Program: Support for 988 Tribal Response Cooperative Agreements
City: FORT WASHAKIE
State: WY
Grant Award Number: 1 H79 SM087586-01
Congressional District: At large
FY 2023 Funding: $250,000
Project Period: 2022/12/31 - 2024/12/30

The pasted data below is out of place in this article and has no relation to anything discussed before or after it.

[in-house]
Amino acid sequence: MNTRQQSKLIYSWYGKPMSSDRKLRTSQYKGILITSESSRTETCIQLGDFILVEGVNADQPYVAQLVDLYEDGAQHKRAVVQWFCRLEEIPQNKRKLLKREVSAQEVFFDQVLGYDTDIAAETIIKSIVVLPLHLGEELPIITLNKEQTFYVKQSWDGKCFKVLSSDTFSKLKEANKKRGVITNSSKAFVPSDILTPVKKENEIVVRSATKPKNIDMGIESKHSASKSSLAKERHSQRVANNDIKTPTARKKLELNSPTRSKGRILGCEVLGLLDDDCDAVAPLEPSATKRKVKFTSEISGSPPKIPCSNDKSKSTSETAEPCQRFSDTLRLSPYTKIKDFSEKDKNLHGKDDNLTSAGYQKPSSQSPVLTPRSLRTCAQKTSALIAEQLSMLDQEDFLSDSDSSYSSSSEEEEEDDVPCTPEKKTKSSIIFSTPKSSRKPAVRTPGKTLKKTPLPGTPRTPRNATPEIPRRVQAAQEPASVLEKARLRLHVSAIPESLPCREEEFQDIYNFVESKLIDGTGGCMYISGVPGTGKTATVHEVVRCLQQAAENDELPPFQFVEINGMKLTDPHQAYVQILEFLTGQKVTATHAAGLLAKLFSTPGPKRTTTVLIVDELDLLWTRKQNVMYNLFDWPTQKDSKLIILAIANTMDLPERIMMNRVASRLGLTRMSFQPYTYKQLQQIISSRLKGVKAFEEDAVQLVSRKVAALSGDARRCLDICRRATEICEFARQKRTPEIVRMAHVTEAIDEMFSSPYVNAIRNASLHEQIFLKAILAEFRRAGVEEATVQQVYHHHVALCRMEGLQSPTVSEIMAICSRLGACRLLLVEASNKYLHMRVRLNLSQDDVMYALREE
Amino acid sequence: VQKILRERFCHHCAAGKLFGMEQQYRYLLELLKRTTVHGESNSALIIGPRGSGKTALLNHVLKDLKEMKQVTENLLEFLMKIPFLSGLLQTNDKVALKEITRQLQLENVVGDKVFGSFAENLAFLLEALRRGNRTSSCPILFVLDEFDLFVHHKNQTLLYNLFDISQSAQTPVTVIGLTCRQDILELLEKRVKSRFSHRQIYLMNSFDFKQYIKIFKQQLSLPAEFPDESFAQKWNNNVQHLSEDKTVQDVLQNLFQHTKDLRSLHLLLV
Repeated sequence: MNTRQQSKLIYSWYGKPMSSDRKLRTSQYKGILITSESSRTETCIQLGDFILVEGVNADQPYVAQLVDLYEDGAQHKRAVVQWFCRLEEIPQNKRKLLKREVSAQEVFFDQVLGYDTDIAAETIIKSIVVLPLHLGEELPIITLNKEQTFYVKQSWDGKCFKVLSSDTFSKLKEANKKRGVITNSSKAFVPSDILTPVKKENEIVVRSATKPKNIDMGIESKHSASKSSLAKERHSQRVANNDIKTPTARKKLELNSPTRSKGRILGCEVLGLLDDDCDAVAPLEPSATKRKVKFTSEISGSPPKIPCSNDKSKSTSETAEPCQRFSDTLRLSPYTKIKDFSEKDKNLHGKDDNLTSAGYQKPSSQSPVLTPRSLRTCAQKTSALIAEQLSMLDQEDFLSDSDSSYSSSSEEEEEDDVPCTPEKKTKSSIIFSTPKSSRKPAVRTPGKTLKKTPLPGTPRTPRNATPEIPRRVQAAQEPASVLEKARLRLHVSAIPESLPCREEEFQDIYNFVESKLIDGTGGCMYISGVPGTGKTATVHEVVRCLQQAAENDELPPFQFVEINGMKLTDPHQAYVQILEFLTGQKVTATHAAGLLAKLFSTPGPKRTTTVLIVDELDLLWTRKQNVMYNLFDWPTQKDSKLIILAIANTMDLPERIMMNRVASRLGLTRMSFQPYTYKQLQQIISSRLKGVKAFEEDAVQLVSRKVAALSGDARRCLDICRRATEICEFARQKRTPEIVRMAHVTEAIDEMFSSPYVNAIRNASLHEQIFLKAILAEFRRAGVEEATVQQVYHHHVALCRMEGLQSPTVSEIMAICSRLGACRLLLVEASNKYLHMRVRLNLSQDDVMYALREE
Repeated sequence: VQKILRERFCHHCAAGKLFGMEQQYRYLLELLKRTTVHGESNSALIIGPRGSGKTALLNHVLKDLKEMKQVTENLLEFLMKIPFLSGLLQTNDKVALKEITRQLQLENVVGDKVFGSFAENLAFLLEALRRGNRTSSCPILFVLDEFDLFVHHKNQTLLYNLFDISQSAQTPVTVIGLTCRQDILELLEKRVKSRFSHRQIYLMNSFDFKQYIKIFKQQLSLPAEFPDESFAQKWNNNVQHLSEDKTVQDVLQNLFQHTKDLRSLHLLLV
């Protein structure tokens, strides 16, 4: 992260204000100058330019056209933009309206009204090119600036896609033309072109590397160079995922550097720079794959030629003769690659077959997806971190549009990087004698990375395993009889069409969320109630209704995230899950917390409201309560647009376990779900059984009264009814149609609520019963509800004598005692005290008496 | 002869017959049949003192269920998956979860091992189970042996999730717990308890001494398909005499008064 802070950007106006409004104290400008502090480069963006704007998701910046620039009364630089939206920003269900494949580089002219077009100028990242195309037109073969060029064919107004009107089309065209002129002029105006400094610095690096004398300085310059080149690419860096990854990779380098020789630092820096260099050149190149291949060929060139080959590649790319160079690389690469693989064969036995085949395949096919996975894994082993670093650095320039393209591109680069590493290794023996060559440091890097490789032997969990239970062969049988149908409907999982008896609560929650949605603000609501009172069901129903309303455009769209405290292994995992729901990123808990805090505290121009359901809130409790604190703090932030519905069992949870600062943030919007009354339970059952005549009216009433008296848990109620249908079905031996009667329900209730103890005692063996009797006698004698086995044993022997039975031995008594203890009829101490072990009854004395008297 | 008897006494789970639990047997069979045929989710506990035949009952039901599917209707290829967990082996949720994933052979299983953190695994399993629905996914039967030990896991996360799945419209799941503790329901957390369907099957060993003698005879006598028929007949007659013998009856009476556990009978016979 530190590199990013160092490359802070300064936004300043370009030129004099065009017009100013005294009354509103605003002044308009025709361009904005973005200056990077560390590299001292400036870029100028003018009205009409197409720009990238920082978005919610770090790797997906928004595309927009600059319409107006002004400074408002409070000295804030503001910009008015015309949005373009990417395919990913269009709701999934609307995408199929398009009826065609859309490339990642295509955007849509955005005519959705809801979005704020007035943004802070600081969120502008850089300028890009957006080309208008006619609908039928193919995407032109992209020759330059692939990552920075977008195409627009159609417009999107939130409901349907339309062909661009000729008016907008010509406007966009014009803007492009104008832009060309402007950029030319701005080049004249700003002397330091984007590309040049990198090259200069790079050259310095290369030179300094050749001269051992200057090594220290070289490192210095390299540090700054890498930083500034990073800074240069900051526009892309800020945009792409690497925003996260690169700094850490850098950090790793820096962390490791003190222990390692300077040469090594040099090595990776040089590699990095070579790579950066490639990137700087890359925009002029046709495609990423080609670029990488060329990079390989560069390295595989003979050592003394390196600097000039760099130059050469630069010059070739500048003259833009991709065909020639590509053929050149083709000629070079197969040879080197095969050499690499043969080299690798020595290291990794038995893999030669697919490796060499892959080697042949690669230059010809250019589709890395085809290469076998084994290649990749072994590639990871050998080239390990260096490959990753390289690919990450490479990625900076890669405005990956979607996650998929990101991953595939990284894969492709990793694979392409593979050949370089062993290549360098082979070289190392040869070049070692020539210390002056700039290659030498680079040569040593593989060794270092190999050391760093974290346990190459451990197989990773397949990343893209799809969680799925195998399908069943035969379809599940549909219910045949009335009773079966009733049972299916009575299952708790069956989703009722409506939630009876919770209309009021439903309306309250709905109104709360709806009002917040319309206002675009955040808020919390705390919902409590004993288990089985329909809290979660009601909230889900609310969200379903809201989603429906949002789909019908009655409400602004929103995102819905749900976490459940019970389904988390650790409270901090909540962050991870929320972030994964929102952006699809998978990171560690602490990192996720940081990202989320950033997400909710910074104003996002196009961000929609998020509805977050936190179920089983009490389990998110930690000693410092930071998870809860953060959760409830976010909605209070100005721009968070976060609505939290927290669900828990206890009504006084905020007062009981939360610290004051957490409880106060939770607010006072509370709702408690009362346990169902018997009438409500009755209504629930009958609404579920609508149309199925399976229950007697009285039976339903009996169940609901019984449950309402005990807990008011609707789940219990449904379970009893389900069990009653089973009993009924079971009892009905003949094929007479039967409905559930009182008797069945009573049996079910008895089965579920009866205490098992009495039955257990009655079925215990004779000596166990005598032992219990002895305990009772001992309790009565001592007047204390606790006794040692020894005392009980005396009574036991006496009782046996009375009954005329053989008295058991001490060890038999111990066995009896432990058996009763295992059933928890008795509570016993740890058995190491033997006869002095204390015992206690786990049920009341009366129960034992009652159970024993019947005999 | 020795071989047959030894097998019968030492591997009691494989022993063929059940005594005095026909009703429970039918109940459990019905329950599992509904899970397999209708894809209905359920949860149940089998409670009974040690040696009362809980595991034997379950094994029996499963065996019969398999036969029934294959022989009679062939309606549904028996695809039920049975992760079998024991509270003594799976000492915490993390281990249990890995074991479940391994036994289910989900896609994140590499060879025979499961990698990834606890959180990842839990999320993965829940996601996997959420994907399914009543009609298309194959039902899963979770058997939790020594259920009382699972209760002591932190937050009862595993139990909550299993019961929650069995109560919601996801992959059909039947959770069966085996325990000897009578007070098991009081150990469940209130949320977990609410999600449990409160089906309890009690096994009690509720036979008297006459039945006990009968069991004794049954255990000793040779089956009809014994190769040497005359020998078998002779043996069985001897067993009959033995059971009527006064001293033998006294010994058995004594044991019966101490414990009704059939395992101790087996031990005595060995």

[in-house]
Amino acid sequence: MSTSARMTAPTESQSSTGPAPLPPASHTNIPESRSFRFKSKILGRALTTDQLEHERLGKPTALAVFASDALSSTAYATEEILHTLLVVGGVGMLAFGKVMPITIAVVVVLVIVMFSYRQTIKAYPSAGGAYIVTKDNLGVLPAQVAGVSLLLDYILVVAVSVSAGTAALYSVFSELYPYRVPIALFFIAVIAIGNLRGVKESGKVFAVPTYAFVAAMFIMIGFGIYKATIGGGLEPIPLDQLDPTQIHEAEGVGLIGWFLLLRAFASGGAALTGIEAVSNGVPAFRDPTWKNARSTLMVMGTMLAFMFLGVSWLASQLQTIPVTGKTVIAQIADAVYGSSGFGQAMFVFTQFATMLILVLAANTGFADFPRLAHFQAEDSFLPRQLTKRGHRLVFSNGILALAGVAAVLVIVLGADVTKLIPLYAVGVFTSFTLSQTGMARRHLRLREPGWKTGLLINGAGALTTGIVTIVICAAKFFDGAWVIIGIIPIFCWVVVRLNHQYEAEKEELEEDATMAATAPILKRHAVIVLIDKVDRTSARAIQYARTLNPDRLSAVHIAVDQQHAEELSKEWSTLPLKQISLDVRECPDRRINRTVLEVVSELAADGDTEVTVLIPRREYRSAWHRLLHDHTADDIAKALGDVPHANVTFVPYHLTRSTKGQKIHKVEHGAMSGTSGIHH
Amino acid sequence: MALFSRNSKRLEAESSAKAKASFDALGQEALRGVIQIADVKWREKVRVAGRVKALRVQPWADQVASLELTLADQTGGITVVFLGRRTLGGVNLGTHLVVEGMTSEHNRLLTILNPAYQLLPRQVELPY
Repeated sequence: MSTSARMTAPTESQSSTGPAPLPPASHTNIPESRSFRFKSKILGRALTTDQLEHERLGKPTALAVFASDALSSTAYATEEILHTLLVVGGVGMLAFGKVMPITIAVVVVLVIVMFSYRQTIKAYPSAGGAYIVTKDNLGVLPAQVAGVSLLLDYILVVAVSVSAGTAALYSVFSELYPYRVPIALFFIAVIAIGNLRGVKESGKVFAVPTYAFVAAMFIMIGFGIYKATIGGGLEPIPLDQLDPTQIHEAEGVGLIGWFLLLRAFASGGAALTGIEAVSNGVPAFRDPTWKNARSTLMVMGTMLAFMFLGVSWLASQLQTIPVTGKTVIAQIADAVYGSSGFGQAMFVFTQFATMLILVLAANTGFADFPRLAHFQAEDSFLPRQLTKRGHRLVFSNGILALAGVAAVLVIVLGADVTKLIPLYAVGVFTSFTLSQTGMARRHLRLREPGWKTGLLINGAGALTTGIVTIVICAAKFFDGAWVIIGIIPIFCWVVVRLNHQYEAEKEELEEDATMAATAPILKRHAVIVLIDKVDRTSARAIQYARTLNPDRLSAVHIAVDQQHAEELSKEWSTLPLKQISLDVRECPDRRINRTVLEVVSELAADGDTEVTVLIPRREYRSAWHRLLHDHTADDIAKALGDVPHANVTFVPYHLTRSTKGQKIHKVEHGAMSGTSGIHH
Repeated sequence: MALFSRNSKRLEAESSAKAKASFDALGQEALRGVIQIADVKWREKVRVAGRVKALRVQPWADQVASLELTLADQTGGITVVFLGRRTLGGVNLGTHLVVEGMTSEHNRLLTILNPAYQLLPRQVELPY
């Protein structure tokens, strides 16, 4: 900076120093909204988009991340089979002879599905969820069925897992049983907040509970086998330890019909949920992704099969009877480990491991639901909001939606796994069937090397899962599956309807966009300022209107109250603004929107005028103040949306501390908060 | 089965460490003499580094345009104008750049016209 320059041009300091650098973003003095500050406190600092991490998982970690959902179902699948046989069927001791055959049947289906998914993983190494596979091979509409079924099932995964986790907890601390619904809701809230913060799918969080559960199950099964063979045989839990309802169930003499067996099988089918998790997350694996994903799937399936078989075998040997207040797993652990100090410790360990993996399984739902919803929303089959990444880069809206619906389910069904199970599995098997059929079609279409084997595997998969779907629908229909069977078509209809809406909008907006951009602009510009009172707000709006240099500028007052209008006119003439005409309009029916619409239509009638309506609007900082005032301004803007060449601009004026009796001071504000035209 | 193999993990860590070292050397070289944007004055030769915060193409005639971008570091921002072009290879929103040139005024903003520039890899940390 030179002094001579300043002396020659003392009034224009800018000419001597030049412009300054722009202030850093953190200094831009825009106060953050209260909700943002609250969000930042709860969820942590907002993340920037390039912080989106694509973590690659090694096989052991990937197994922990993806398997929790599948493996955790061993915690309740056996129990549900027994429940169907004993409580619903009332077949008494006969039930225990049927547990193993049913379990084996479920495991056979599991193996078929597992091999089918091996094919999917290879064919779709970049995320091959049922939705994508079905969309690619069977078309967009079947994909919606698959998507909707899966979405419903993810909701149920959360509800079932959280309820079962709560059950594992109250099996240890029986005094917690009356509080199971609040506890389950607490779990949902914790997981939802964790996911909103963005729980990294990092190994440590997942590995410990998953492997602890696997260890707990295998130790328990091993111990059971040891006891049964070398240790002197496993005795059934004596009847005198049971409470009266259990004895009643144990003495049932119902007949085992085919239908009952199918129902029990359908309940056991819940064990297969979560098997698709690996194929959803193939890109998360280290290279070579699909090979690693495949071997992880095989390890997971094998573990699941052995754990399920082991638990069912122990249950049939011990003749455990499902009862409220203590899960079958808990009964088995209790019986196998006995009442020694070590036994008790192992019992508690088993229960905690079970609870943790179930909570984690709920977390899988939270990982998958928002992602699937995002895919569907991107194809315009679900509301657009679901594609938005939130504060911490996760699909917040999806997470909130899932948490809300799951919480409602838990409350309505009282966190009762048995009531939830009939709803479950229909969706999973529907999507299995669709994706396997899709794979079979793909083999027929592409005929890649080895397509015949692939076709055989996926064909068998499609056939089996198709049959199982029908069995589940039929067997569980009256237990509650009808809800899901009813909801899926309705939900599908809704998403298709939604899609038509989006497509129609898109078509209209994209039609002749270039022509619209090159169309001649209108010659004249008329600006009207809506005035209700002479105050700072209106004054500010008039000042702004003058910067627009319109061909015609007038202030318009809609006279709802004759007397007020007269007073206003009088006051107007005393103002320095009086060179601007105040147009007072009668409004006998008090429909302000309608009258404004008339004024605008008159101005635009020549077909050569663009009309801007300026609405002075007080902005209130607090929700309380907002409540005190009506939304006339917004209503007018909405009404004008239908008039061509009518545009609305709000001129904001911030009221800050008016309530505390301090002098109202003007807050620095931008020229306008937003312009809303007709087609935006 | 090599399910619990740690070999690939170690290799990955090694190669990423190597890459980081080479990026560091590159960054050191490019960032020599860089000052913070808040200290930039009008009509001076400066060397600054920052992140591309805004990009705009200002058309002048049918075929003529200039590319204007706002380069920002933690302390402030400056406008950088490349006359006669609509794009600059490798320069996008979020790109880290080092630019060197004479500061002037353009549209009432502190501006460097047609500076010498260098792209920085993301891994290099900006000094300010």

The Eastern Shoshone 988 Tribal Response program will increase awareness and use of the 988 Lifeline on the Wind River Reservation located in central Wyoming. The program will train at least 20 individuals over the course of two years along with serving the Eastern Shoshone tribal members with an enrollment of 4,368 members. Access to mental health services, substance use treatment and behavioral health therapies is limited on the WRR due to rural location, limited transportation, stigma, digital inequality, and long-wait times. Foundational guidance from needs assessments, quality improvement plans, and linkage to local, state, and national resources are needed. These gaps directly impact tribal members in crisis. Data from the WRR Indian Health Service indicate that 246 individuals were treated at the clinic due to intentional self-harm diagnosis from 2016 - 2020. In 2021 there were 17 deaths by suicide in Fremont County, this was three times greater than the national average. A 2022 WRR community survey reported that the number one health concern was opioid use followed by unresolved trauma. This same survey reported that 22% do not have access to the internet and 19% are not aware of the telehealth services available (like 988), and 9% do not have access to a phone. Tribal members feel that most providers could benefit from cultural competency training. The overall goal of the ESR 988 project is to save lives through the 988 Lifeline on the WRR. Though the implementation of six specific objectives, ESR will: • Complete a tribal readiness or needs assessment and a comprehensive strategic plan based on the most current epidemiological data for the WRR to address the gaps in crisis response services. ESR will utilize SAMSHA’s Tribal Action Planning guidelines as a resource. • Assist local 988 crisis centers with a quality improvement plan focusing on policies, first contact, assessment, referral, and access to local care to ensure there is a comprehensive and coordinated response to individuals at imminent risk for suicide. • Establish collaborations with states, territories, and local crisis centers to improve effective 988 response and linkage to local resources, including cases of emergency intervention. This will result in 20 individuals referred to ESR for services from the 988 Lifeline. • Provide training for 10 crisis call center staff per year that specifically addresses the needs of the WRR and tribes in Wyoming. • Will develop and implement a plan for sustainability which includes ongoing collaboration with the Wyoming DOH 988 Lifeline team. • Will create a tribal specific community resource from the Path to Wellness App that links to Lifeline 988 crisis centers. The ESR 988 project will continue to work with existing partners, current SAMHSA grants, and the Indian Health Services to offer evidence-based prevention, treatment, and recovery practices to the Eastern Shoshone community